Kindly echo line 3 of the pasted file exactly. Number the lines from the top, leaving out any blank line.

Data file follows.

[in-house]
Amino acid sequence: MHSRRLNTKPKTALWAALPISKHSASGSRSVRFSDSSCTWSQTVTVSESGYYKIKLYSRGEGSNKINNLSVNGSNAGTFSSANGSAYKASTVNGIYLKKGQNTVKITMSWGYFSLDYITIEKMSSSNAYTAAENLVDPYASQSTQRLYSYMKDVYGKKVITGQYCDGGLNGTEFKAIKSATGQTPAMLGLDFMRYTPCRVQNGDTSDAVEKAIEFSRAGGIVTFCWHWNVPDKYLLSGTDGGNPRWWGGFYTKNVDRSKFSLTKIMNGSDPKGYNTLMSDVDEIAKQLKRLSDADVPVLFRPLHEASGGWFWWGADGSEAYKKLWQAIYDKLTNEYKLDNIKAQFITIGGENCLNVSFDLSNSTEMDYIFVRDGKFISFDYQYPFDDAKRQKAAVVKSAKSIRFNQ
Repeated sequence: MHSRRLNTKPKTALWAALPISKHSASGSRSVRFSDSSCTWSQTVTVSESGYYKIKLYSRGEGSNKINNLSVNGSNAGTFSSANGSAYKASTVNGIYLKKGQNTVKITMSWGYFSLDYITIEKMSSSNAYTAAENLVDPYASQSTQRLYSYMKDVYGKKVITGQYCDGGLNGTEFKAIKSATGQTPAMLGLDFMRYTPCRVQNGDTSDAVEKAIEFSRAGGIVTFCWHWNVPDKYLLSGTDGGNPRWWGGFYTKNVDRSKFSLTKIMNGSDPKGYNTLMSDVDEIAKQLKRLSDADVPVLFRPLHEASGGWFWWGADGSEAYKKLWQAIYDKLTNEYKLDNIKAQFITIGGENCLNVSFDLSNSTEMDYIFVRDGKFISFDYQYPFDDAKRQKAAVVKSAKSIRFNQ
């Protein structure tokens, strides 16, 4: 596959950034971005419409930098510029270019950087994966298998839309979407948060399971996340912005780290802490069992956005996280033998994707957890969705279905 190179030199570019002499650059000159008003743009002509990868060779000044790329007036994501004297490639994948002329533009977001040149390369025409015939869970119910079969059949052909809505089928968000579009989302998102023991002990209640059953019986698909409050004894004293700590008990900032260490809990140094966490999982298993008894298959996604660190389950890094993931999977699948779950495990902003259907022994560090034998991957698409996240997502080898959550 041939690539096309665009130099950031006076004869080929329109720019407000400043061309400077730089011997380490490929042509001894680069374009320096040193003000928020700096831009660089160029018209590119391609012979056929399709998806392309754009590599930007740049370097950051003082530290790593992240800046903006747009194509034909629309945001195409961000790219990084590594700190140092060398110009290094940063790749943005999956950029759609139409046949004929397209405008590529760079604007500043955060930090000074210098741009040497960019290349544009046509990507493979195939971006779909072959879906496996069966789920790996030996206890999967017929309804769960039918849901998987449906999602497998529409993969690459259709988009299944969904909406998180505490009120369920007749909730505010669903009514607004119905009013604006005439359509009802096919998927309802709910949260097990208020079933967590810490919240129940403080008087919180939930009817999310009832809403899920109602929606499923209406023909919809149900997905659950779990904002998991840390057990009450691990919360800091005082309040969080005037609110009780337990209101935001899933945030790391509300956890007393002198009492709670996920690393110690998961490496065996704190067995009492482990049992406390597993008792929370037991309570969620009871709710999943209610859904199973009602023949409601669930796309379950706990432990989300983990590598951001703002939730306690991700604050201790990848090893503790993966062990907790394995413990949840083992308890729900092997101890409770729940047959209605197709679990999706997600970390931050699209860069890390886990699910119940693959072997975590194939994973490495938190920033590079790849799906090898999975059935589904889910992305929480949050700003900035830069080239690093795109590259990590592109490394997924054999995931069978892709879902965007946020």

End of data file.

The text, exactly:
Repeated sequence: MHSRRLNTKPKTALWAALPISKHSASGSRSVRFSDSSCTWSQTVTVSESGYYKIKLYSRGEGSNKINNLSVNGSNAGTFSSANGSAYKASTVNGIYLKKGQNTVKITMSWGYFSLDYITIEKMSSSNAYTAAENLVDPYASQSTQRLYSYMKDVYGKKVITGQYCDGGLNGTEFKAIKSATGQTPAMLGLDFMRYTPCRVQNGDTSDAVEKAIEFSRAGGIVTFCWHWNVPDKYLLSGTDGGNPRWWGGFYTKNVDRSKFSLTKIMNGSDPKGYNTLMSDVDEIAKQLKRLSDADVPVLFRPLHEASGGWFWWGADGSEAYKKLWQAIYDKLTNEYKLDNIKAQFITIGGENCLNVSFDLSNSTEMDYIFVRDGKFISFDYQYPFDDAKRQKAAVVKSAKSIRFNQ